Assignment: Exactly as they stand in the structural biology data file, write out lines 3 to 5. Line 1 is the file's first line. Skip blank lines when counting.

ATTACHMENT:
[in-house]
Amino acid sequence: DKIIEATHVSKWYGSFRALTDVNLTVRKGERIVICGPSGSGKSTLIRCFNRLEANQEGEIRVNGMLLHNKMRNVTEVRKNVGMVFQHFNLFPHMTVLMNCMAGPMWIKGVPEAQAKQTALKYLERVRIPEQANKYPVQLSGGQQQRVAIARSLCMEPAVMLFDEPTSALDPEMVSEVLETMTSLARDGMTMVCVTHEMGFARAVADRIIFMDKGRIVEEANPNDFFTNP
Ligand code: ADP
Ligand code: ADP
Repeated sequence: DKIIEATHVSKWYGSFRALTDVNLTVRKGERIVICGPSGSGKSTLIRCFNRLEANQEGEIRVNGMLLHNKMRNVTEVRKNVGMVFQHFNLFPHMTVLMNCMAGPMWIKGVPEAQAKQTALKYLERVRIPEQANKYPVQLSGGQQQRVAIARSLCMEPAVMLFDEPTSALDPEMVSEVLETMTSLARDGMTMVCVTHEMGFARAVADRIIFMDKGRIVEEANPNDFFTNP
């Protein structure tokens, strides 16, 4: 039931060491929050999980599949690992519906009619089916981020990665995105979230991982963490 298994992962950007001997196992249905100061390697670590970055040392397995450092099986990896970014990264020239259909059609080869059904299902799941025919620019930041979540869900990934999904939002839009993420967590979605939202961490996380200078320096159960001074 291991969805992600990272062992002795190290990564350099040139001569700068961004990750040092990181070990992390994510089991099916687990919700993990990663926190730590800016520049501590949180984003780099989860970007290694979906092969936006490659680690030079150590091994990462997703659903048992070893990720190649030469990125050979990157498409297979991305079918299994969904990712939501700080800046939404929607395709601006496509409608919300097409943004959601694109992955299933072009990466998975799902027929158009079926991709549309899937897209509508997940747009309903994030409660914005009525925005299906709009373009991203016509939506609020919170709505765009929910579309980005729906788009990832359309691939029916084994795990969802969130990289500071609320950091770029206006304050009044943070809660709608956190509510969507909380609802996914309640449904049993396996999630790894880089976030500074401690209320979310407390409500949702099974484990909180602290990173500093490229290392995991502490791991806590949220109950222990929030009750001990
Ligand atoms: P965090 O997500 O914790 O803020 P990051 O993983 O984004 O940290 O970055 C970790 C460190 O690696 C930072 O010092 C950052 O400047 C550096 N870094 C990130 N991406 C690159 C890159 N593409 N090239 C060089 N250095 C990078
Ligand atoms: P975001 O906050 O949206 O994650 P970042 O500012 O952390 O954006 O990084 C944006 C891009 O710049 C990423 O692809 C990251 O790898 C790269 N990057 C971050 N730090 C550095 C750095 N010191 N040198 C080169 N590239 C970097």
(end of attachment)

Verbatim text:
Ligand code: ADP
Ligand code: ADP
Repeated sequence: DKIIEATHVSKWYGSFRALTDVNLTVRKGERIVICGPSGSGKSTLIRCFNRLEANQEGEIRVNGMLLHNKMRNVTEVRKNVGMVFQHFNLFPHMTVLMNCMAGPMWIKGVPEAQAKQTALKYLERVRIPEQANKYPVQLSGGQQQRVAIARSLCMEPAVMLFDEPTSALDPEMVSEVLETMTSLARDGMTMVCVTHEMGFARAVADRIIFMDKGRIVEEANPNDFFTNP